PathCom seems to qualify.
- like WhatsApp - how many people do you want to give your phone number to?
In the history of human communication, the FaceBook post is a highly unnatural way to interact with friends and acquaintances. It’s akin to standing before a room filled with every single person you know and delivering a presentation about your personal life. You really don’t want all of those people listening, since a lot of them won’t care and a few of them you’d rather not tell. Sure, Facebook’s privacy controls let you target posts in principle, but in practice it’s a lot of work, especially when you’re trying to share something quickly. This overly public nature is a big reason why Facebook, long stereotyped as a teenage obsession, today has a self-admitted problem with young people. Namely: They are leaving. By one estimate, some 11 million fewer high school and college kids in the US use Facebook today than did three years ago. Increasingly, kids don’t want to be on a network where their parents can so easily monitor their communications. The generation that has grown up with social media is also wary of its permanence—that picture you post today may come back to haunt you when you’re ready to find a job. Even the site’s central design, a timeline that literally begins with your birth, emphasizes the notion that Facebook is forever.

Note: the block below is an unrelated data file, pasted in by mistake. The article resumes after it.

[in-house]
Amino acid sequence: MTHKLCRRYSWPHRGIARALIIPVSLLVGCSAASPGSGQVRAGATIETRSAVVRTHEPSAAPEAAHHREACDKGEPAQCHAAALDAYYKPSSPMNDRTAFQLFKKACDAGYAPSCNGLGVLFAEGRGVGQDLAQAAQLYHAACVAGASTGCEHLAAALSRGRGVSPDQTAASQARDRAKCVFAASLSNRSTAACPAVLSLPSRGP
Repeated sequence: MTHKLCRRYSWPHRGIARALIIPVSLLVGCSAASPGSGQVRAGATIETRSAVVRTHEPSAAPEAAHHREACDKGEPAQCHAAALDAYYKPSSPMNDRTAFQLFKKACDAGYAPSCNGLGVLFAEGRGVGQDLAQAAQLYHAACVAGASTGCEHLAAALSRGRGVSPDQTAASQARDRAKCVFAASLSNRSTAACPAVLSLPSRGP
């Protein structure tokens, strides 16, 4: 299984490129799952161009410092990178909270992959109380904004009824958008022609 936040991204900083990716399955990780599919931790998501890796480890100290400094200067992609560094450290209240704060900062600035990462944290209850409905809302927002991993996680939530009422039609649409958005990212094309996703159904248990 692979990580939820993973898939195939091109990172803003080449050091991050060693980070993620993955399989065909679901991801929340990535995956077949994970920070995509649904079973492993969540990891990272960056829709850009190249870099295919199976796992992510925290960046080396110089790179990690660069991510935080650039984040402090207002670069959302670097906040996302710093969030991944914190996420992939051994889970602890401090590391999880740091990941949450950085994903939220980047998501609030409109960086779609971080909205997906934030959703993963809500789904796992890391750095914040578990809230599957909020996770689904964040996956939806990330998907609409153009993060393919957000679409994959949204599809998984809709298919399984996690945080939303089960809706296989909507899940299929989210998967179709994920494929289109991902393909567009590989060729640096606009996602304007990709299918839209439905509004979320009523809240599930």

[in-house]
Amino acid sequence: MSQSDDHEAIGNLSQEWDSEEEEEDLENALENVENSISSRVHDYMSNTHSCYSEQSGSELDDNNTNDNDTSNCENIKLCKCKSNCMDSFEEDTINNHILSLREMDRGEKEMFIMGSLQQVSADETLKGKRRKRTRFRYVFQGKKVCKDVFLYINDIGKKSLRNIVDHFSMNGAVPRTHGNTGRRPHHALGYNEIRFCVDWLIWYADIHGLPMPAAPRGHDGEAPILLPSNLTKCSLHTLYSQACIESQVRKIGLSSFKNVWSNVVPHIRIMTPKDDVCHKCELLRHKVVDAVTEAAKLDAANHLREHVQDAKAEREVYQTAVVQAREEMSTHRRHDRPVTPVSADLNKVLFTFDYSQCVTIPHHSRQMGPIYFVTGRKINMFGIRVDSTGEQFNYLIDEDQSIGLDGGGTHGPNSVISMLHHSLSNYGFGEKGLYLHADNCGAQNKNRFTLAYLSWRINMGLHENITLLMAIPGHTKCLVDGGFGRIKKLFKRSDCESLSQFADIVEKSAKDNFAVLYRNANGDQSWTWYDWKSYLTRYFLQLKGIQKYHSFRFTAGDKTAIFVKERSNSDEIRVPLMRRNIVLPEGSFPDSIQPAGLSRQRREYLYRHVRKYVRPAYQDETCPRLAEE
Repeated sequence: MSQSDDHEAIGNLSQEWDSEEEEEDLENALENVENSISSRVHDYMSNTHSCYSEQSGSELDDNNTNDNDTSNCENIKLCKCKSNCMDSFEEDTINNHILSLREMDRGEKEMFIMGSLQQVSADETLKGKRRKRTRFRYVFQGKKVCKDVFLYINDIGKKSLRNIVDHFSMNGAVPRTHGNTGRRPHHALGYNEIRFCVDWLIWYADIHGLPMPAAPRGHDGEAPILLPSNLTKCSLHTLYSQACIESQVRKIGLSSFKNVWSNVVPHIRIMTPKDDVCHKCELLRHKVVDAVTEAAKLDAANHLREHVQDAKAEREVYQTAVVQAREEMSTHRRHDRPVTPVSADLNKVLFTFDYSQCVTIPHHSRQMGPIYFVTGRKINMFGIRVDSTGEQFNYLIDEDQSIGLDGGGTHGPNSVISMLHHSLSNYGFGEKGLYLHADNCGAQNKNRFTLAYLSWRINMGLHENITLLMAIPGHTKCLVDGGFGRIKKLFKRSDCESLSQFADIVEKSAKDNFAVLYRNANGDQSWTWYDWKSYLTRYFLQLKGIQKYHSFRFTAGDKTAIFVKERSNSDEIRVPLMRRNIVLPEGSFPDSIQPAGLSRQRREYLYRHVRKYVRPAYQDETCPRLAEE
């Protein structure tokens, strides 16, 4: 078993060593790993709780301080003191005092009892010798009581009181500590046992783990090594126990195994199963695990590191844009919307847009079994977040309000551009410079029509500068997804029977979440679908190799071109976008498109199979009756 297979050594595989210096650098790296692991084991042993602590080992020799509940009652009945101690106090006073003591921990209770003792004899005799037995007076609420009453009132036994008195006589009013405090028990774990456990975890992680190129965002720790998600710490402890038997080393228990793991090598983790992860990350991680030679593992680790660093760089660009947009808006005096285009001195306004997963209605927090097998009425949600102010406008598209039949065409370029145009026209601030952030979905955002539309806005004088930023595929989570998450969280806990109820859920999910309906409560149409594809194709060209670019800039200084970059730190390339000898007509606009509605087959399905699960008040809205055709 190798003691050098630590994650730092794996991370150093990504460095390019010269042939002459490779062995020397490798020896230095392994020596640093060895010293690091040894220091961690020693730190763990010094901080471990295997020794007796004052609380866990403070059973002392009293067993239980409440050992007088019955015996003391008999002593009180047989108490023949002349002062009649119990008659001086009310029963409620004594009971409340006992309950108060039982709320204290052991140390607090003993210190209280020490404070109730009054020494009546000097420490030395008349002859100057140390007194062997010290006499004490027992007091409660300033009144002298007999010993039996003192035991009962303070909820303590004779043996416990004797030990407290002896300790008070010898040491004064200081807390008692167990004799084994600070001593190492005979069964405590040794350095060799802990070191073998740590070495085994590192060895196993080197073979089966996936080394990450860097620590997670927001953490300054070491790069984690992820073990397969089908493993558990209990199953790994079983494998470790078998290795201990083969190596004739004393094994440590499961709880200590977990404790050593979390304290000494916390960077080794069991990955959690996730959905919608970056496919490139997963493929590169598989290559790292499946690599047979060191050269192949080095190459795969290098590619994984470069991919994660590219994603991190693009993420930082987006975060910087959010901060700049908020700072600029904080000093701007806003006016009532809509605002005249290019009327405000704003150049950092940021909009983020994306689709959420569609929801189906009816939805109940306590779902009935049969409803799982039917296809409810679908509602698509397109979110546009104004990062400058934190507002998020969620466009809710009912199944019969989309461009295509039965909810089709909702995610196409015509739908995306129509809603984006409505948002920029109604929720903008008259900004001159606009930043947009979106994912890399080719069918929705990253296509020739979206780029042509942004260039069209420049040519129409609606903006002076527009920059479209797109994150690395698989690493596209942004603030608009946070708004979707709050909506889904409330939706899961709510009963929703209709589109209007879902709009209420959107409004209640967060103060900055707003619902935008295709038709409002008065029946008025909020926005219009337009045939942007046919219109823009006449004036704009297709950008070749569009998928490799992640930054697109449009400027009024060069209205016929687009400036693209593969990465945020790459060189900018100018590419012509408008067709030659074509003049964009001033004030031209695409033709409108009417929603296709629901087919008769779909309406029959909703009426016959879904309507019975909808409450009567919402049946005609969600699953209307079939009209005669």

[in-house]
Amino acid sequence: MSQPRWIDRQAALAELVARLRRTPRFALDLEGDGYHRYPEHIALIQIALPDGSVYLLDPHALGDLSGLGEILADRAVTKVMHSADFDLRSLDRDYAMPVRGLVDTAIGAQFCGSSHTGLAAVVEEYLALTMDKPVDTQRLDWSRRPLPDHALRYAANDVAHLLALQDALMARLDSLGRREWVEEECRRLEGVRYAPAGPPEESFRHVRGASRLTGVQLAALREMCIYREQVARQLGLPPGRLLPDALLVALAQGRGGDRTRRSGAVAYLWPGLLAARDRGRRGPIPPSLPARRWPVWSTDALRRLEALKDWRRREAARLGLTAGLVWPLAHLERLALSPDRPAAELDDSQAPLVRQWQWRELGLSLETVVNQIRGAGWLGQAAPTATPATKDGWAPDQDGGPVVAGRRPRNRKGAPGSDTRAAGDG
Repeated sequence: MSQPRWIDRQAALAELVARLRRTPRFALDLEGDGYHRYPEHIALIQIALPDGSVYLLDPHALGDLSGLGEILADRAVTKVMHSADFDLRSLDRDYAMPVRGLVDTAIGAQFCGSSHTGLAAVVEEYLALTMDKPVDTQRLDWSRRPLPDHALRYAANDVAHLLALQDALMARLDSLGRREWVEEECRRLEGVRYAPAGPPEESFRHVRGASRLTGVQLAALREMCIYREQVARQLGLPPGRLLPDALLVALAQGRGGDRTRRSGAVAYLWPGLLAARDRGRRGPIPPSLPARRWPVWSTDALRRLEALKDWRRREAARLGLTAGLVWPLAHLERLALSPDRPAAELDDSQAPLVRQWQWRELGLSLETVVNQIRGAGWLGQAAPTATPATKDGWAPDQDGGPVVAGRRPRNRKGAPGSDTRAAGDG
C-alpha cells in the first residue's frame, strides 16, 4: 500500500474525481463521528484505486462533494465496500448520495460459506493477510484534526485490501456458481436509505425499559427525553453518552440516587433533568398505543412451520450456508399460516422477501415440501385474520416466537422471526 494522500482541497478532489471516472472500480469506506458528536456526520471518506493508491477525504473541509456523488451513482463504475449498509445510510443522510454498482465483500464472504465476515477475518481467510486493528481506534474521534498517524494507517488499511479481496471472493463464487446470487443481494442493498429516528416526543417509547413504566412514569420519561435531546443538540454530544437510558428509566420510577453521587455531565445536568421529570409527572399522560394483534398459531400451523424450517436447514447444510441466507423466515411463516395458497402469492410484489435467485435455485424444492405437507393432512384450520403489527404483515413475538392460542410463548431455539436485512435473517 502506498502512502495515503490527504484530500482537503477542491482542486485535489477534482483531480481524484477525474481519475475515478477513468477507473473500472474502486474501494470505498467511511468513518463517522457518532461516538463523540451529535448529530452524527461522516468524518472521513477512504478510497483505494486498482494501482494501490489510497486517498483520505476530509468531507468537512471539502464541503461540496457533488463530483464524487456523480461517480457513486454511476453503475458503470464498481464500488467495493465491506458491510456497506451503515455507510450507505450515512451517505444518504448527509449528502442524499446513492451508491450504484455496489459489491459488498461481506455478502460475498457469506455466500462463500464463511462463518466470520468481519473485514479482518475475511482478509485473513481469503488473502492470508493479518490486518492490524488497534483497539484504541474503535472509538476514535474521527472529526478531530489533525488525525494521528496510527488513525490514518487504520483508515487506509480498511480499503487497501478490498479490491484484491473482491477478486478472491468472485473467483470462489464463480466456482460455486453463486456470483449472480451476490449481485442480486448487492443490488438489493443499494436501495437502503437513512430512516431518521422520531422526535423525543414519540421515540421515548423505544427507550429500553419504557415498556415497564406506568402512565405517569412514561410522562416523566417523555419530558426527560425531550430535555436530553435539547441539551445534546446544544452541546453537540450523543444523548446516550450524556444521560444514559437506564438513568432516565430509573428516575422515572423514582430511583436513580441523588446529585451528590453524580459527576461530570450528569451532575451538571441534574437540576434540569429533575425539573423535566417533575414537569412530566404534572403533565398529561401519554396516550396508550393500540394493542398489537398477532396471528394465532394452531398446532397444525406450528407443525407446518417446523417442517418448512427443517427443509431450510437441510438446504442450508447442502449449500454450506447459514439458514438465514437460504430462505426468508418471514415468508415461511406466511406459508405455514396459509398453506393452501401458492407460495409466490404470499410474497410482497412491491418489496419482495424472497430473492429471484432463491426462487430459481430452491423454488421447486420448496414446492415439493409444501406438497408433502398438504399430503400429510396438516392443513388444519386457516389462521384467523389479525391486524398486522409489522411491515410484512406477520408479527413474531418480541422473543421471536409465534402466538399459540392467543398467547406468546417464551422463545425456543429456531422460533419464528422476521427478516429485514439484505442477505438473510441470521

- looking at Instagram and WhatsApp acquisitions, it looks to me that, rather than being an open Platform, FaceBook will buy/build a constellations of apps that with specialized functions or focus on subsets of your wider Social Network, letting you leverage entire width/breadth of FaceBook when you want to...
Edited: | Tweet this!